A new analysis suggests that getting rid of Obamacare's mandate that employers offer workers affordable health coverage or pay a fine would have little effect on the overall insured rate—but could also lessen business opposition to the controversial law.
The research by experts at the Urban Institute found that scrapping the employer mandate due to take effect next year would reduce the number of people who as of 2016 would have some kind of insurance from 251.1 million to 250.9 million—a reduction of just 200,000 people.
John Holahan, one of the researchers, said that is a particularly small number, especially when considering the amount of "noise" generated by Obamacare opponents, who claim on the basis of anecdotal evidence that companies are reducing staff and employee hours to avoid employer mandate-related fines.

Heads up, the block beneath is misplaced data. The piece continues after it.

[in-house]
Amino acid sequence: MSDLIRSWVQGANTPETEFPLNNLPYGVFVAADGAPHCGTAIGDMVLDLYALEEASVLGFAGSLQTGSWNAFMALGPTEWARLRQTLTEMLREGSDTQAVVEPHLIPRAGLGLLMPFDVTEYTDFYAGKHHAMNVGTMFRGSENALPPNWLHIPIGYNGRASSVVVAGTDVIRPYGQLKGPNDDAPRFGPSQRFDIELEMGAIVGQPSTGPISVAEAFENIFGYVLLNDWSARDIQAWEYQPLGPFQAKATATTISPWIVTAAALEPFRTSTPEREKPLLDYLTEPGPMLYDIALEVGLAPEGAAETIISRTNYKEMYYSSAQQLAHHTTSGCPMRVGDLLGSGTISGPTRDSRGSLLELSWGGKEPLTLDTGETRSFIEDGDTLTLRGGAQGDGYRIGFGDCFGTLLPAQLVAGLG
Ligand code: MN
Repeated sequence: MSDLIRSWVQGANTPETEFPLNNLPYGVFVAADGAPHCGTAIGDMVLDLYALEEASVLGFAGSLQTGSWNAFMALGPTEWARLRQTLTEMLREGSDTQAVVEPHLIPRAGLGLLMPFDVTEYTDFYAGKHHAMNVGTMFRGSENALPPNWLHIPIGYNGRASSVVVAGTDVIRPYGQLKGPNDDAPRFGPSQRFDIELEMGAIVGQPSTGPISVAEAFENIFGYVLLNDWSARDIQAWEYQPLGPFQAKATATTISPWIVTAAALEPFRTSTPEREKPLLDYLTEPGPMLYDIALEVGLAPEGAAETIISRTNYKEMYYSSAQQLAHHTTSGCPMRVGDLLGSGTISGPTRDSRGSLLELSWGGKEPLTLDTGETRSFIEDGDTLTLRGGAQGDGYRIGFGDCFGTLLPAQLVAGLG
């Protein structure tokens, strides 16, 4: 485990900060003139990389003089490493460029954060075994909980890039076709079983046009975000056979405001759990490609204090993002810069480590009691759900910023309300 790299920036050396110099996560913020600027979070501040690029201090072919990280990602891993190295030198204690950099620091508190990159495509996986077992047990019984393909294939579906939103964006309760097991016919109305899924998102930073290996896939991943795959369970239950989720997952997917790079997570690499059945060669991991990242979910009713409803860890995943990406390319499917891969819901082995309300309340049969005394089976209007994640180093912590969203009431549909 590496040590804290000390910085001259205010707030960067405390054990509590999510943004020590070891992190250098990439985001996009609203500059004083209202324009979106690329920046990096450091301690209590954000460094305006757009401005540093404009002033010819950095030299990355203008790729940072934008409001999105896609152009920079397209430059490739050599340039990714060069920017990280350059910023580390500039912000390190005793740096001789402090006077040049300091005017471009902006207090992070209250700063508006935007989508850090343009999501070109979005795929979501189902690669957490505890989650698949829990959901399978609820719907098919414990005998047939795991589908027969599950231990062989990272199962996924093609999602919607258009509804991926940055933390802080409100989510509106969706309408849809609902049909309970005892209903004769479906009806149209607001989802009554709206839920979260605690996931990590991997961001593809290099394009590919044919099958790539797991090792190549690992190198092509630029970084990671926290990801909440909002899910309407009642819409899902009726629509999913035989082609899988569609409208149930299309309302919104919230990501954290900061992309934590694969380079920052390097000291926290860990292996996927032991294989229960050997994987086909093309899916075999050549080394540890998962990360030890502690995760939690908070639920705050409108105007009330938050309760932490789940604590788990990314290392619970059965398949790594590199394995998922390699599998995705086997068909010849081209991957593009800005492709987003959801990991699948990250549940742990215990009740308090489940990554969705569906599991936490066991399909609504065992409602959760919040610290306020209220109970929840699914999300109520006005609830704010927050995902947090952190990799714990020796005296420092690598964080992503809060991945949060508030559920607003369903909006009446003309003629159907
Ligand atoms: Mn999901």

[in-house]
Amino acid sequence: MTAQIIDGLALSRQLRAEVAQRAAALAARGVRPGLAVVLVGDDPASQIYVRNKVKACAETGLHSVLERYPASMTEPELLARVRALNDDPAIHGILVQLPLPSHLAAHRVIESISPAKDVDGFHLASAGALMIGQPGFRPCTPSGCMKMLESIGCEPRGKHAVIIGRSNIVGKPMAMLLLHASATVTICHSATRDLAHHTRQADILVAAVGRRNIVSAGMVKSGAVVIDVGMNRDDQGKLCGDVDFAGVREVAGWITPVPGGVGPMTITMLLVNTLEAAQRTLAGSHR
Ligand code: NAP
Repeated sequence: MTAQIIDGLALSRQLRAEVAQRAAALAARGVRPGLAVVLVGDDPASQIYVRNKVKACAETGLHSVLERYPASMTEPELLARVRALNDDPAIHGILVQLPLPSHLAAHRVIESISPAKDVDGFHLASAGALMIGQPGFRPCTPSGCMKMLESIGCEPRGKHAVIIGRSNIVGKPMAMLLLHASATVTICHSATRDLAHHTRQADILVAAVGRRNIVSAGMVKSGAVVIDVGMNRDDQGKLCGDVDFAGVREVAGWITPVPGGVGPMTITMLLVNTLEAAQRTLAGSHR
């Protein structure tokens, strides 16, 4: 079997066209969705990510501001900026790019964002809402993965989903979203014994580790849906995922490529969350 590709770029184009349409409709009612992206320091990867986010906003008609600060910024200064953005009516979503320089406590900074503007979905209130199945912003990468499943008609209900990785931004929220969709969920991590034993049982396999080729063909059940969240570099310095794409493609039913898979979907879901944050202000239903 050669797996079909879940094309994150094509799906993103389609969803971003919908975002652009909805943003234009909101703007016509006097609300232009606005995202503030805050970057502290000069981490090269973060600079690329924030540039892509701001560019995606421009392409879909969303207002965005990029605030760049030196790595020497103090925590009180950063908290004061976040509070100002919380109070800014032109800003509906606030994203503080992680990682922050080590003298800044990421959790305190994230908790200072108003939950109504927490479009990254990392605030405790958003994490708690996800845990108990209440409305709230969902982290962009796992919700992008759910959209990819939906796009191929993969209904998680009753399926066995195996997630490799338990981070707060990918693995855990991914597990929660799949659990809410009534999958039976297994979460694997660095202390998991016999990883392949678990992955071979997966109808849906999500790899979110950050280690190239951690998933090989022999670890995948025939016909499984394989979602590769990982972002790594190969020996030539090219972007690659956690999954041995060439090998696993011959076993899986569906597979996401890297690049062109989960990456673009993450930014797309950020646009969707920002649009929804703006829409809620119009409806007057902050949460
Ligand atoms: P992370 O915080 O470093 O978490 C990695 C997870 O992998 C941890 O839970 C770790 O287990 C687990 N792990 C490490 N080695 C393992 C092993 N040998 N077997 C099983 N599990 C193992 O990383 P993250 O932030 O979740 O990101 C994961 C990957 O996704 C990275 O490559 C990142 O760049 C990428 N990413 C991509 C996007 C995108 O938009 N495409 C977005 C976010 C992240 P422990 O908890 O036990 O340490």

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And there are "so many other things you could do" to get the 200,000 people health coverage other than compelling employers to offer insurance, said Holahan. One of those things, he said, is having government increase subsidies available to people to buy insurance on Obamacare exchanges, as well as expanding eligibility for Medicaid.
"Our feeling is that we're not getting enough out of it [the employer mandate] to have to pay that price politically," said Holahan.